Jay told me that the water part that around 200 kids had to wade in is around 1 kilometer. In low tide, the water comes up to their knees but during high tide, those who cannot afford to pay for a boat ride have to wade in chest-deep water to shore. That’s not the end of it. Once they reach shore, the school is still some 1 kilometer away so those who have no money to ride a tricycle still need to walk the rest of that way to Talon-Talon Elementary School.

video grab from FB page of "Zamboanga Funds for Little Kids"

Continue reading

If you liked this post, here are ways to share:

It’s Time to ACT and Curb HIV/AIDS Spread

Who would ever have thought that I would get involved in an HIV/AIDS advocacy?

I supported advocacies, yes. But I never thought of supporting something that I felt then I had no connection to. In my mind, I was saying that those who should be concerned are those who are sexually active with multiple partners, the gay community and others. Nope, not me. I will just focus on advocacies up my alley — maybe breast or cervical cancer or children illnesses. You know, women and motherly concerns.

But last year, when Project Headshot Clinic invited bloggers, along with some celebrities, to spread the word about HIV/AIDS awareness and the importance of action, I took a second look at the disease.

Here are some highlights that everyone should know about HIV/AIDS –

* HIV is not = AIDS. AIDS is the full-blown manifestation of HIV but if well-managed, HIV-positive people may not necessarily end up with AIDS.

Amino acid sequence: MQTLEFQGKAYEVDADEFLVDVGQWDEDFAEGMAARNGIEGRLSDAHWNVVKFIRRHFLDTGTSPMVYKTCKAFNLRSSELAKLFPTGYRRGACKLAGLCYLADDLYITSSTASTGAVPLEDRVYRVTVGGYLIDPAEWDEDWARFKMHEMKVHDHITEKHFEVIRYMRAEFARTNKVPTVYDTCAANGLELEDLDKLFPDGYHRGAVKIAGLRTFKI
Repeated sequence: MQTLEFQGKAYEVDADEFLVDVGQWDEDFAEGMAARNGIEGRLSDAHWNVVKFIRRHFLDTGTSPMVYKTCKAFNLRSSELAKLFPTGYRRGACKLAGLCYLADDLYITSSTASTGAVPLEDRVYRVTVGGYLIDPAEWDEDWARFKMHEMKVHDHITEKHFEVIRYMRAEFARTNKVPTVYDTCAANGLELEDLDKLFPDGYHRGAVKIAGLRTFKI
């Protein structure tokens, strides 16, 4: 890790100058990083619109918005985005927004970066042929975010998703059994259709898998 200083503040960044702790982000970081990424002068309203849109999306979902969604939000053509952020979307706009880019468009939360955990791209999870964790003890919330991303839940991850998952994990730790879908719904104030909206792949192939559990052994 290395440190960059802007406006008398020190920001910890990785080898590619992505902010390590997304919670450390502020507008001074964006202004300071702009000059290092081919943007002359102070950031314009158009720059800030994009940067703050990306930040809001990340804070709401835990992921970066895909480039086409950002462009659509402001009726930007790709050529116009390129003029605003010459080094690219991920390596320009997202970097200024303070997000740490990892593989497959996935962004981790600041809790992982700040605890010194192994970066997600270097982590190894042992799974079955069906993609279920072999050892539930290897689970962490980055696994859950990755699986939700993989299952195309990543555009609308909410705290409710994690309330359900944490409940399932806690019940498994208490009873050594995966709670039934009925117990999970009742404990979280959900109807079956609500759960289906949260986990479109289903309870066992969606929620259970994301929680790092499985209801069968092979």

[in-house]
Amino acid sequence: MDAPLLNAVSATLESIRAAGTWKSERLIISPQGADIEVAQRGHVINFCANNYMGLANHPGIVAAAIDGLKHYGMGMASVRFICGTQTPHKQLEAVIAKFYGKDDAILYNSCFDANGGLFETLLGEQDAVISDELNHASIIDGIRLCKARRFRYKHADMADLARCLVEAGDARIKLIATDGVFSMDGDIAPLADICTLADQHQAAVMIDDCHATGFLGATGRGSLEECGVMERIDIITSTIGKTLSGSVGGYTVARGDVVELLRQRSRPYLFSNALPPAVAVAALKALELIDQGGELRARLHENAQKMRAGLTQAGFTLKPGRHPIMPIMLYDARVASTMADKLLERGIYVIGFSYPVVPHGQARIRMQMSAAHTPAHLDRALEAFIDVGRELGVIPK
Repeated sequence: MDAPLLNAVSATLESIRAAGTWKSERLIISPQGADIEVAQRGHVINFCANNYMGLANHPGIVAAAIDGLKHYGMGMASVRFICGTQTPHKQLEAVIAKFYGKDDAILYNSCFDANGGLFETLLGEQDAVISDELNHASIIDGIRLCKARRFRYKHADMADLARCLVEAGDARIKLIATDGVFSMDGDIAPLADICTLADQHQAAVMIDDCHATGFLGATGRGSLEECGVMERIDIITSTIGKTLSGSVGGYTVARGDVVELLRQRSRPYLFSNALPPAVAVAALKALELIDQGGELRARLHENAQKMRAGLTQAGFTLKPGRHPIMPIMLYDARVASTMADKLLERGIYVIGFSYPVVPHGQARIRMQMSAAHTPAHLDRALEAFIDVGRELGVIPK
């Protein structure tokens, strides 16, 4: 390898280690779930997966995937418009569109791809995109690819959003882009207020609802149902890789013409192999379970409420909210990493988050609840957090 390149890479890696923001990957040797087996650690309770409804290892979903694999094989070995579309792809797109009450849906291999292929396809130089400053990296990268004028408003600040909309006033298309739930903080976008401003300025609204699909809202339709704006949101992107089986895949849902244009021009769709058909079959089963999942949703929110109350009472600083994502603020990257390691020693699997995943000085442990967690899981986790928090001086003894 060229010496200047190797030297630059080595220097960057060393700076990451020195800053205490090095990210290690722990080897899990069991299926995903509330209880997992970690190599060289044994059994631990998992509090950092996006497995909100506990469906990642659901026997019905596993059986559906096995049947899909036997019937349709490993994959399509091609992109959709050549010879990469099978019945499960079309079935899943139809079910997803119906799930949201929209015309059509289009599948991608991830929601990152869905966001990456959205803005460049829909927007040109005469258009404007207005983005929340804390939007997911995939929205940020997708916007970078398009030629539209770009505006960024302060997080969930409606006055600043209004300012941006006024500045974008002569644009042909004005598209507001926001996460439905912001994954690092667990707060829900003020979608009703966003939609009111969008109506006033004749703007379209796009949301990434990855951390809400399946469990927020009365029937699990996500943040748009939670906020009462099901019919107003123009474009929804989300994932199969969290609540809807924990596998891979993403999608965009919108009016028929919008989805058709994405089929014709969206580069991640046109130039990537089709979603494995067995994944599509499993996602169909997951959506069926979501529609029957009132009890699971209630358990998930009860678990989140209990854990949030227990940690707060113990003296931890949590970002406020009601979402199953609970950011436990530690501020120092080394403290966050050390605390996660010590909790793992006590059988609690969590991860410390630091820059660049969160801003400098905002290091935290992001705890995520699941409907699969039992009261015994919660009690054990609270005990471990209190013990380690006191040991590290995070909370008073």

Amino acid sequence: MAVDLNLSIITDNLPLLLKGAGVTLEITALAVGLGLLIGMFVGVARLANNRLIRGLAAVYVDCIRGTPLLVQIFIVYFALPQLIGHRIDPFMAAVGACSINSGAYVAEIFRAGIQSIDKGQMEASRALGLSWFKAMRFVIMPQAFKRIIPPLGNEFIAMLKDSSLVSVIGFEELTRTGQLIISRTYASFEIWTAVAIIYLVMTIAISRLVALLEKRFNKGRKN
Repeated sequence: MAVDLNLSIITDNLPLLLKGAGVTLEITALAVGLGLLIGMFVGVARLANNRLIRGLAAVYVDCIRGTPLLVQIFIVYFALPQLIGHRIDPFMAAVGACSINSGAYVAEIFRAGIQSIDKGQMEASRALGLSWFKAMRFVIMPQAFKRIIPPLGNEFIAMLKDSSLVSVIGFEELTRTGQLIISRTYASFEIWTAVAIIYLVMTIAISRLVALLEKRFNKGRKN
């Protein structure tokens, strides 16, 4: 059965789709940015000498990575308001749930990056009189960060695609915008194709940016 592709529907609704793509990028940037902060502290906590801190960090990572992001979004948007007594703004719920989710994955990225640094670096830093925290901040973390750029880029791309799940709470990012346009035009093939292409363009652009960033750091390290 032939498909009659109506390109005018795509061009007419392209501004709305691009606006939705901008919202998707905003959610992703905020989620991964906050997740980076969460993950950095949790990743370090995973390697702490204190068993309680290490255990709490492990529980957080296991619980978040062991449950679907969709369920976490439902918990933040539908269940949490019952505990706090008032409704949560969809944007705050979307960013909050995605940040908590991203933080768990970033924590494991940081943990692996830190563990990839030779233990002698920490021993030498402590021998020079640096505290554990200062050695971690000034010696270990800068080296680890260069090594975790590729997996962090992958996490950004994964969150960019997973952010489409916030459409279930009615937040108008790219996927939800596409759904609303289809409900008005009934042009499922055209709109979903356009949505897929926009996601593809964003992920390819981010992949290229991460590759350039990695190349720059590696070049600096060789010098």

* HIV attacks the immune system, our defense against all kinds of sickness

* You cannot die from HIV but because it weakens your immune system, you are susceptible to more serious infections and diseases

* Anyone can get HIV. It can hit anyone of any age, gender, sexual preference, race, religion, family background, profession, social status, life accomplishments, height or weight. ANYONE!

* HIV is transmitted in 4 ways: 1) unprotected sex, 2) sharing of infected needles, 3) as a fetus or infant during birth or through breastfeeding, and 4) by blood transfusion.

That is what caught my eye – item #4 (blood transfusion). How many of us have contracted dengue, for example, and needed blood transfusions? Even children get blood transfusions when platelet count is down.

Just today, I found this online news article from the Inquirer where some 124 blood units were found tainted with HIV. How safe is blood screening of donors in the Philippines – really? Scary thought…

That’s not all. Here are some alarming numbers. And mind you, this is just for the Philippines.

Continue reading

If you liked this post, here are ways to share: